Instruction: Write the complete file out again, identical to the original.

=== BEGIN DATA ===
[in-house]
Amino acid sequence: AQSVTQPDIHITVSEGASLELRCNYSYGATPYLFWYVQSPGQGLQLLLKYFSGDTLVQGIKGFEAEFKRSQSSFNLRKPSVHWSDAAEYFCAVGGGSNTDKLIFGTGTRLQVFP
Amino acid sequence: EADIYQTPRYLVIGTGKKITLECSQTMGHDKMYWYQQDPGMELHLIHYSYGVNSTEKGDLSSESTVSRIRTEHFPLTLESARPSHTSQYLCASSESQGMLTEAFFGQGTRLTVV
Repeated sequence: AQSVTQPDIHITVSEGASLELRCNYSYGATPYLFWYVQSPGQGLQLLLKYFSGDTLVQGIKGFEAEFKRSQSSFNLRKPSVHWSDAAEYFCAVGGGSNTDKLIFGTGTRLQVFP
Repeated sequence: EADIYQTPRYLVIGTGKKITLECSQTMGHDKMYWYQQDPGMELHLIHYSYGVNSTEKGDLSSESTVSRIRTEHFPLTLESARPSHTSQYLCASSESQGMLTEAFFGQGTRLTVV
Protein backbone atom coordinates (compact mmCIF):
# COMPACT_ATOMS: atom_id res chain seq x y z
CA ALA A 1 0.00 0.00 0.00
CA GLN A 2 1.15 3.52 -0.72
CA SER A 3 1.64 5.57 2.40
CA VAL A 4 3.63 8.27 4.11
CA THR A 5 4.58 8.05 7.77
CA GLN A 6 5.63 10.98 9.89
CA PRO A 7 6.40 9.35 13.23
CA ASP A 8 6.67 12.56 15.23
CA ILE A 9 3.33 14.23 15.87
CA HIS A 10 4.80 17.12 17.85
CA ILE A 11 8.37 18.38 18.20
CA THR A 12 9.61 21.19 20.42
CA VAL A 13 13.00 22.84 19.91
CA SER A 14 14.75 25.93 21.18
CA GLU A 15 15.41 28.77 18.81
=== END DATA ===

[in-house]
Amino acid sequence: AQSVTQPDIHITVSEGASLELRCNYSYGATPYLFWYVQSPGQGLQLLLKYFSGDTLVQGIKGFEAEFKRSQSSFNLRKPSVHWSDAAEYFCAVGGGSNTDKLIFGTGTRLQVFP
Amino acid sequence: EADIYQTPRYLVIGTGKKITLECSQTMGHDKMYWYQQDPGMELHLIHYSYGVNSTEKGDLSSESTVSRIRTEHFPLTLESARPSHTSQYLCASSESQGMLTEAFFGQGTRLTVV
Repeated sequence: AQSVTQPDIHITVSEGASLELRCNYSYGATPYLFWYVQSPGQGLQLLLKYFSGDTLVQGIKGFEAEFKRSQSSFNLRKPSVHWSDAAEYFCAVGGGSNTDKLIFGTGTRLQVFP
Repeated sequence: EADIYQTPRYLVIGTGKKITLECSQTMGHDKMYWYQQDPGMELHLIHYSYGVNSTEKGDLSSESTVSRIRTEHFPLTLESARPSHTSQYLCASSESQGMLTEAFFGQGTRLTVV
Protein backbone atom coordinates (compact mmCIF):
# COMPACT_ATOMS: atom_id res chain seq x y z
CA ALA A 1 0.00 0.00 0.00
CA GLN A 2 1.15 3.52 -0.72
CA SER A 3 1.64 5.57 2.40
CA VAL A 4 3.63 8.27 4.11
CA THR A 5 4.58 8.05 7.77
CA GLN A 6 5.63 10.98 9.89
CA PRO A 7 6.40 9.35 13.23
CA ASP A 8 6.67 12.56 15.23
CA ILE A 9 3.33 14.23 15.87
CA HIS A 10 4.80 17.12 17.85
CA ILE A 11 8.37 18.38 18.20
CA THR A 12 9.61 21.19 20.42
CA VAL A 13 13.00 22.84 19.91
CA SER A 14 14.75 25.93 21.18
CA GLU A 15 15.41 28.77 18.81